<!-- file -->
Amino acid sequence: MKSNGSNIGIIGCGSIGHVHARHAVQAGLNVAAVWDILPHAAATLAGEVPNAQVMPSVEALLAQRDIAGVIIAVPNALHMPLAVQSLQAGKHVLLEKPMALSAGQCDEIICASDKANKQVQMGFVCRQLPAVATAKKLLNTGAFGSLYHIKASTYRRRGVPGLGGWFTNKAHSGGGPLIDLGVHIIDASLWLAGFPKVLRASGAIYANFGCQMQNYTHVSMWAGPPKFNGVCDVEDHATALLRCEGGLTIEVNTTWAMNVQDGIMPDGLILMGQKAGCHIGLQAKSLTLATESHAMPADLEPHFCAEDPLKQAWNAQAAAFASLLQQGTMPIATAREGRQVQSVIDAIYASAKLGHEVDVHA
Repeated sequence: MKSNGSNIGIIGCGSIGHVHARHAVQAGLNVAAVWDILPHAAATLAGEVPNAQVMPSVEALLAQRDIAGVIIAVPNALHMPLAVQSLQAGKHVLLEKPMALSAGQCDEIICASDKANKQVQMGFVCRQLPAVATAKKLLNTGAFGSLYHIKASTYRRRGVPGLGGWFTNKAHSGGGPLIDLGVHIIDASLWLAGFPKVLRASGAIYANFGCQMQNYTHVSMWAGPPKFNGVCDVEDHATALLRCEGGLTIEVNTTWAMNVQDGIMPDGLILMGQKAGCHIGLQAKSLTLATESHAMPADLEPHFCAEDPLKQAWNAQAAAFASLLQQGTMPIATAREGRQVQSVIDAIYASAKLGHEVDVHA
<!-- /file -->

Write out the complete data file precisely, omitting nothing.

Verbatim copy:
Amino acid sequence: MKSNGSNIGIIGCGSIGHVHARHAVQAGLNVAAVWDILPHAAATLAGEVPNAQVMPSVEALLAQRDIAGVIIAVPNALHMPLAVQSLQAGKHVLLEKPMALSAGQCDEIICASDKANKQVQMGFVCRQLPAVATAKKLLNTGAFGSLYHIKASTYRRRGVPGLGGWFTNKAHSGGGPLIDLGVHIIDASLWLAGFPKVLRASGAIYANFGCQMQNYTHVSMWAGPPKFNGVCDVEDHATALLRCEGGLTIEVNTTWAMNVQDGIMPDGLILMGQKAGCHIGLQAKSLTLATESHAMPADLEPHFCAEDPLKQAWNAQAAAFASLLQQGTMPIATAREGRQVQSVIDAIYASAKLGHEVDVHA
Repeated sequence: MKSNGSNIGIIGCGSIGHVHARHAVQAGLNVAAVWDILPHAAATLAGEVPNAQVMPSVEALLAQRDIAGVIIAVPNALHMPLAVQSLQAGKHVLLEKPMALSAGQCDEIICASDKANKQVQMGFVCRQLPAVATAKKLLNTGAFGSLYHIKASTYRRRGVPGLGGWFTNKAHSGGGPLIDLGVHIIDASLWLAGFPKVLRASGAIYANFGCQMQNYTHVSMWAGPPKFNGVCDVEDHATALLRCEGGLTIEVNTTWAMNVQDGIMPDGLILMGQKAGCHIGLQAKSLTLATESHAMPADLEPHFCAEDPLKQAWNAQAAAFASLLQQGTMPIATAREGRQVQSVIDAIYASAKLGHEVDVHA